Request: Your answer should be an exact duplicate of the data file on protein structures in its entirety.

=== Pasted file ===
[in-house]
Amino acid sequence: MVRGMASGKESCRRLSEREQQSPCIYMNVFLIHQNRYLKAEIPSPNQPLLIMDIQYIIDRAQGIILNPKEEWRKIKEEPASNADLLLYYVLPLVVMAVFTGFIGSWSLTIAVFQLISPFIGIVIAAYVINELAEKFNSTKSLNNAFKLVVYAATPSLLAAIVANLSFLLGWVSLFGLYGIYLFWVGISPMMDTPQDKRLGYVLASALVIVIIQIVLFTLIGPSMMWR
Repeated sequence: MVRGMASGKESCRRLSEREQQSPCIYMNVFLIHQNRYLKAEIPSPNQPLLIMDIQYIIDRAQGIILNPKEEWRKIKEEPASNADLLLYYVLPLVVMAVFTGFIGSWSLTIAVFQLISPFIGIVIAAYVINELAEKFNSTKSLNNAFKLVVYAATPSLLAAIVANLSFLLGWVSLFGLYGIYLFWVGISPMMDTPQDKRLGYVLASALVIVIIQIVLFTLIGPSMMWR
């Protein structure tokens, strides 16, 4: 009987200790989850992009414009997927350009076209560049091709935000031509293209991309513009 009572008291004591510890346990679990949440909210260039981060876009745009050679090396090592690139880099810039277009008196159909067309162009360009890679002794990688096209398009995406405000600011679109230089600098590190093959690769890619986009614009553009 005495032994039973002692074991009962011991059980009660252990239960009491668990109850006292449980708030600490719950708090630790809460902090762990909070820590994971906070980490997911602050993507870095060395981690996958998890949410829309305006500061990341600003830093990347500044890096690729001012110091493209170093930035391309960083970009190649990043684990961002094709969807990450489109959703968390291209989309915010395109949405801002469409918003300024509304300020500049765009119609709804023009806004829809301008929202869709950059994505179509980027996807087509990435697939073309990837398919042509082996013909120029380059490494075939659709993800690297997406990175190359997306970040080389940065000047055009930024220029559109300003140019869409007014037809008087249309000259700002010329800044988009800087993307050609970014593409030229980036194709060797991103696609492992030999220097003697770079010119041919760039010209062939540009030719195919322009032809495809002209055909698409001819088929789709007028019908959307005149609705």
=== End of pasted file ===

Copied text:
[in-house]
Amino acid sequence: MVRGMASGKESCRRLSEREQQSPCIYMNVFLIHQNRYLKAEIPSPNQPLLIMDIQYIIDRAQGIILNPKEEWRKIKEEPASNADLLLYYVLPLVVMAVFTGFIGSWSLTIAVFQLISPFIGIVIAAYVINELAEKFNSTKSLNNAFKLVVYAATPSLLAAIVANLSFLLGWVSLFGLYGIYLFWVGISPMMDTPQDKRLGYVLASALVIVIIQIVLFTLIGPSMMWR
Repeated sequence: MVRGMASGKESCRRLSEREQQSPCIYMNVFLIHQNRYLKAEIPSPNQPLLIMDIQYIIDRAQGIILNPKEEWRKIKEEPASNADLLLYYVLPLVVMAVFTGFIGSWSLTIAVFQLISPFIGIVIAAYVINELAEKFNSTKSLNNAFKLVVYAATPSLLAAIVANLSFLLGWVSLFGLYGIYLFWVGISPMMDTPQDKRLGYVLASALVIVIIQIVLFTLIGPSMMWR
């Protein structure tokens, strides 16, 4: 009987200790989850992009414009997927350009076209560049091709935000031509293209991309513009 009572008291004591510890346990679990949440909210260039981060876009745009050679090396090592690139880099810039277009008196159909067309162009360009890679002794990688096209398009995406405000600011679109230089600098590190093959690769890619986009614009553009 005495032994039973002692074991009962011991059980009660252990239960009491668990109850006292449980708030600490719950708090630790809460902090762990909070820590994971906070980490997911602050993507870095060395981690996958998890949410829309305006500061990341600003830093990347500044890096690729001012110091493209170093930035391309960083970009190649990043684990961002094709969807990450489109959703968390291209989309915010395109949405801002469409918003300024509304300020500049765009119609709804023009806004829809301008929202869709950059994505179509980027996807087509990435697939073309990837398919042509082996013909120029380059490494075939659709993800690297997406990175190359997306970040080389940065000047055009930024220029559109300003140019869409007014037809008087249309000259700002010329800044988009800087993307050609970014593409030229980036194709060797991103696609492992030999220097003697770079010119041919760039010209062939540009030719195919322009032809495809002209055909698409001819088929789709007028019908959307005149609705």